2,000 lb Pumpkin. World's heaviest.

Vertical Squash Growing

Growing winter squash and pumpkins vertically can save garden space and help to fight pest. To grow squash vertically, here a few simple tips to follow:

Choosing the correct seed is the best place to begin. To grow squash Vertically choose squash that have a vining habit (sometimes called trailing) and produce small fruit; two pounds or less are recommended. Growing squash that can grow to a hundred pounds or more would be hard to accommodate when build the structure to be climbed and would break from the vines before mature.

Site and climbing structure should be properly prepared. The climbing structure should be strong enough to withstand strong winds and the weight of the squash as the reach maturity.

The soil needs to be well worked and mounded to allow soil based watering methods, such as trench or soaker hose, and provides adequate drainage.

The grooming method needs adapted to encourage the growth of many small fruit. Many gardeners recommend removing fruit and leaving only one or two on each vine; thus, encouraging few large fruit. When growing vertically we want to encourage the growth of numerous small fruit, which will be less likely tear the vines down or fall off the vine.

As squash grow larger and providing additional support for the fruit may be desirable to prevent the fruit from tearing themselves from the vine before mature or falling to earth and breaking or being bruised.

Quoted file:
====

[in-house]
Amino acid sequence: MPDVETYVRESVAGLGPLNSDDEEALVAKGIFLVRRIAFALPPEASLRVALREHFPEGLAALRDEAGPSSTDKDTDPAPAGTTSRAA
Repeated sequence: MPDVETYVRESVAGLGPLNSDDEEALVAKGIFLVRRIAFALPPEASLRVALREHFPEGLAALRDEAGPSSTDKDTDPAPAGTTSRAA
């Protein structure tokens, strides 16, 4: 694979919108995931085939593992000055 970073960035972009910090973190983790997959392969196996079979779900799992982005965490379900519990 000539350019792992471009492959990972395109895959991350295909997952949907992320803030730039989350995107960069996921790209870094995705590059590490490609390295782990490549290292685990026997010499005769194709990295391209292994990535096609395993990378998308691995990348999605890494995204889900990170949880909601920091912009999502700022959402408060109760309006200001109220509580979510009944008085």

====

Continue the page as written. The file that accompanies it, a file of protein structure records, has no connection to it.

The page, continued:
With some early maturing varieties picking of fruit may be necessary as the fruit become fully mature to reduce weight in the vine and to encourage the vine to produce more fruit. Care should be taken to ensure the fruit is fully mature. homesteadgardener

Curing and Storage Chart

THE HARVEST AND STORAGE OF WINTER SQUASH

If handled correctly, they will keep for a long time. For biggest and densest fruit, leave the squash as long as possible on the vine, even after the leaves start to die down, unless there is danger of frost.

Harvest by cutting the vine either side of the stem, not cutting the stem itself. Bring inside and store in the warm for 10 days for them to cure. Ideally this is 80F / 25C, but we just keep ours in the kitchen where is is reasonably warm.

Curing like this makes lets the skin dry out and lets minor damage heal. It really makes them much longer-keeping and they can then be stored at a cool temperature (experiments prove that 55F / 12C gives the longest keeping) .

We use a spare (unheated) bedroom which is perfect in our not-very centrally heated house; but a frost-free garage will do at a pinch. A shed will probably get too cold overnight and too hot during the day. This storage temperature is important to get right - check with a thermometer - too cold and they will rot, too hot and they will shrivel.